Opinion Advocates for ideas and draws conclusions based on the author/producer’s interpretation of facts and data.
1. High Care Low Carbon Love
At an election meeting with some fellow climate orgs a few weeks ago, I played the role of green grouch. There was some suggestion that our upcoming federal election would be all about justice and fairness and compassion. I would love for that to be the case, but I spend too much time reading Facebook comments (don’t!) to harbor any belief that voters would be motivated by justice. And with a few weeks to go, and populism surging, I fear I’m right.
Last week I heard Felicia Wong on The Ezra Klein Show. She summarized Joe Biden’s plan for America thus: We want a “High Care Low Carbon” economy. It’s so beautiful. So simple. But do those words translate to something people can vote for? I’m not sure. I’ve taken to thinking of our current federal election mindset here in Canada as “protect your core.” When people feel threatened, they huddle up and tighten their abs, even if, when at ease, they very much care about things that are high care and low carbon, and low carb. It’s just that you can’t devote attention to those things when your core feels vulnerable. And with COVID, housing unaffordability, and myriad other fears jockeying for top berth, attention is going to the gut. It’s literal protectionism.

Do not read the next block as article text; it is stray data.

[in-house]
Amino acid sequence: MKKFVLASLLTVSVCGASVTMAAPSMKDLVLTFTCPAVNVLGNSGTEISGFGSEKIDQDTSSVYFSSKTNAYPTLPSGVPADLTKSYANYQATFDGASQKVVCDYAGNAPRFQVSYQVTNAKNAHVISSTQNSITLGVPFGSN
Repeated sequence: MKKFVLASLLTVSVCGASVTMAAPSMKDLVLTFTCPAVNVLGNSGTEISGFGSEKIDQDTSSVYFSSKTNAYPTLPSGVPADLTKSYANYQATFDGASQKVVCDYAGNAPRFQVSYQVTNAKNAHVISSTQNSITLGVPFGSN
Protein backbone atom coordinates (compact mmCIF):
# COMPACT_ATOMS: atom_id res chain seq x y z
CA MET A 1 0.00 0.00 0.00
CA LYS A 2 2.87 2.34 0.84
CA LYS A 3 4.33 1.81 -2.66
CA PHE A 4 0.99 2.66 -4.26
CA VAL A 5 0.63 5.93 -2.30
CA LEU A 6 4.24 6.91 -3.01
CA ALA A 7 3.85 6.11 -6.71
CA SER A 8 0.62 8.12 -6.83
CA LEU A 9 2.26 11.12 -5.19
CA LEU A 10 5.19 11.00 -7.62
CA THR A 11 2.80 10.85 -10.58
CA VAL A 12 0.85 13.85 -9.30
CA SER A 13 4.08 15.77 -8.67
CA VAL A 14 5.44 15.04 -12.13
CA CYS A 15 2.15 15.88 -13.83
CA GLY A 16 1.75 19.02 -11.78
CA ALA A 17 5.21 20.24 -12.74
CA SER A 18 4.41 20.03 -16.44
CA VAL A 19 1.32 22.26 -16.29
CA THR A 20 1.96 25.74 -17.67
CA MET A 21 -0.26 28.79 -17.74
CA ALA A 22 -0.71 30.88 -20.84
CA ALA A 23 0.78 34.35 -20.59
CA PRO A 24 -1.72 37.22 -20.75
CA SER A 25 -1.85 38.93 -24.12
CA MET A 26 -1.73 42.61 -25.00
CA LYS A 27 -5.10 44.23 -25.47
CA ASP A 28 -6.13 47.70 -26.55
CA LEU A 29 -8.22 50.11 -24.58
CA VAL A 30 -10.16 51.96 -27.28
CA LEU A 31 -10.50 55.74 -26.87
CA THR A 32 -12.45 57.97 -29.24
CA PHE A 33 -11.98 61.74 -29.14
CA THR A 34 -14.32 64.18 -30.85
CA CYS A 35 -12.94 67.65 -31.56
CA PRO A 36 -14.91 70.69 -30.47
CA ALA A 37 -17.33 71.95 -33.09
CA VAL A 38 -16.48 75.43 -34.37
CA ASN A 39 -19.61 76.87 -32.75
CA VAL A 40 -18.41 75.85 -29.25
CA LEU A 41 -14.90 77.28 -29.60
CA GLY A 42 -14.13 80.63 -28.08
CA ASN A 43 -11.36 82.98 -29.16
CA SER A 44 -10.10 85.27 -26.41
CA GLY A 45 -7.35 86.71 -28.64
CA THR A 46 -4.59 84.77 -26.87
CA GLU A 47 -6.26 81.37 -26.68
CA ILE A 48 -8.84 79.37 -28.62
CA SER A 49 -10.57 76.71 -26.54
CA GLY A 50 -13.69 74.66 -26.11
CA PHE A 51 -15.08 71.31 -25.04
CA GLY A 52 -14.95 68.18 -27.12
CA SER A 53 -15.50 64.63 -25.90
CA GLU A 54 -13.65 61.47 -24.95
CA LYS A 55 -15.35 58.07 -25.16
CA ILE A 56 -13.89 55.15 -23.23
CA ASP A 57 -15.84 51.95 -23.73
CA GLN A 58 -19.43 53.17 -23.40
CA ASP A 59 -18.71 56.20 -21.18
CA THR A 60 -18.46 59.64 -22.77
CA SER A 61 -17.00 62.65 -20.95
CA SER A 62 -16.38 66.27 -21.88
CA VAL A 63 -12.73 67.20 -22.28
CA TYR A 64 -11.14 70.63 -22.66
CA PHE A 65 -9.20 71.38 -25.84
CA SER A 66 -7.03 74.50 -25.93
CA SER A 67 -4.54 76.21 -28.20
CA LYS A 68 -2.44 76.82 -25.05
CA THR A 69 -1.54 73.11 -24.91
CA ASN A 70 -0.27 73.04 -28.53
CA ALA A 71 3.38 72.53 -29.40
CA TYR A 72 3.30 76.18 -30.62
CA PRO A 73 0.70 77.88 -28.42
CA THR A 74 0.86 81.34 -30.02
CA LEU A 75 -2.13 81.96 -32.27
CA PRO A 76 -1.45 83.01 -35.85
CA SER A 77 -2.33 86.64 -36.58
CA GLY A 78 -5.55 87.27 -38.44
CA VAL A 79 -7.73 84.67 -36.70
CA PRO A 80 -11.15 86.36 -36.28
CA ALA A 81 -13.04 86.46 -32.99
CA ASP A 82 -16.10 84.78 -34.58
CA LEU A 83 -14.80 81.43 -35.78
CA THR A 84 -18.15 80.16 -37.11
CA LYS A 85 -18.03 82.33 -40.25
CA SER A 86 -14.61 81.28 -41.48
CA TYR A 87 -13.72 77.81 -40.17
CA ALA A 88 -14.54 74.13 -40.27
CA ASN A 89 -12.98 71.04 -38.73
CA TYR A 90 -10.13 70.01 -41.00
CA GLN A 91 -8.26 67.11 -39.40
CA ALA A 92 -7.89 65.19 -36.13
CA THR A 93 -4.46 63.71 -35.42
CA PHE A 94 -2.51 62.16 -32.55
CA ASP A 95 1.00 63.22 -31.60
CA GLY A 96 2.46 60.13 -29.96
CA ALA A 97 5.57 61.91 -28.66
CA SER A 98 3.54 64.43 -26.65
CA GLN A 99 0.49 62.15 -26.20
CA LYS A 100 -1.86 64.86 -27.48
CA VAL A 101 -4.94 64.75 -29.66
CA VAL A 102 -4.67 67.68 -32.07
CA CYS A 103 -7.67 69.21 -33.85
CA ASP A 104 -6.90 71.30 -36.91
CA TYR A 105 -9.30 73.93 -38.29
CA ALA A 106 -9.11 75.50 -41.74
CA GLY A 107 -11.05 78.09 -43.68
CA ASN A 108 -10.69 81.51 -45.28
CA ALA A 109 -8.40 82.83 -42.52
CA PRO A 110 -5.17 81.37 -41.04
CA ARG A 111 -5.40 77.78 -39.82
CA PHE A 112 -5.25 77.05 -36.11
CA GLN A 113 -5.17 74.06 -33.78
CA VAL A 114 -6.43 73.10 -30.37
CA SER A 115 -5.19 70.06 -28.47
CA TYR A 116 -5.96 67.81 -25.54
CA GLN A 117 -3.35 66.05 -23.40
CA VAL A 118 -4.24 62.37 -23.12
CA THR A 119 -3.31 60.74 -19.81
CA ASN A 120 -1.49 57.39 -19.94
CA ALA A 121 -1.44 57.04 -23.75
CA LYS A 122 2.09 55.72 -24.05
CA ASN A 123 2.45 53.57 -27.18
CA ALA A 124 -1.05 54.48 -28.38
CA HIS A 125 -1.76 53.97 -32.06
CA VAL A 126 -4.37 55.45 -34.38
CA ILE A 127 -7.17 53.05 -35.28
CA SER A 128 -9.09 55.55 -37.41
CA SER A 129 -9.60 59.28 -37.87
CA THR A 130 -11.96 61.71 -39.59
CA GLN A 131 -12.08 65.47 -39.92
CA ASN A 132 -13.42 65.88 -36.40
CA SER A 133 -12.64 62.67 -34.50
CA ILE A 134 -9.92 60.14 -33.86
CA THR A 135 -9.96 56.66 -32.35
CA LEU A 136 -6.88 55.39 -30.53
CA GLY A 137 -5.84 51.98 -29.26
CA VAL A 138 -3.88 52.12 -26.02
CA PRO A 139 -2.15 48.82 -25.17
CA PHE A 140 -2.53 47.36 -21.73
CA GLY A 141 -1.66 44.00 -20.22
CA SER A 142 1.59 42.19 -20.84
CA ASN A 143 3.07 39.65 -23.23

The key is to remember that even when climate is a key voting issue (and it is, according to current polling!) it isn’t a primal voting issue. Putting too much stock in climate concern will result in massive disappointment on election days. Again, not because people don’t care, but because a loaf of bread is a thing you can need more immediately and palpably than a building retrofit. This just means we need to design a world where people can have their bread and green it too.
2. Fake Norms Can Lose
More people are climate-concerned than not. More people want to take action than don’t. And that trend is increasing by the millisecond. Which is why climate headlines that don’t emphasize these norms are bogus. To wit, this Globe and Mail fail:
As a journalistic outlet, you could say that objectivity should be the overriding goal, and that both a headline highlighting the negatives or the positives would be fair in the case of this data. But if the goal of journalism is to share relevant information, the relevant information here is that the majority preference for climate action is growing with every poll. Which is why highlighting a persistent but unchanging minority opinion just seems like bad journalism. As the climate-concerned, it’s our job to call this in when we see it because descriptive norms are wildly powerful.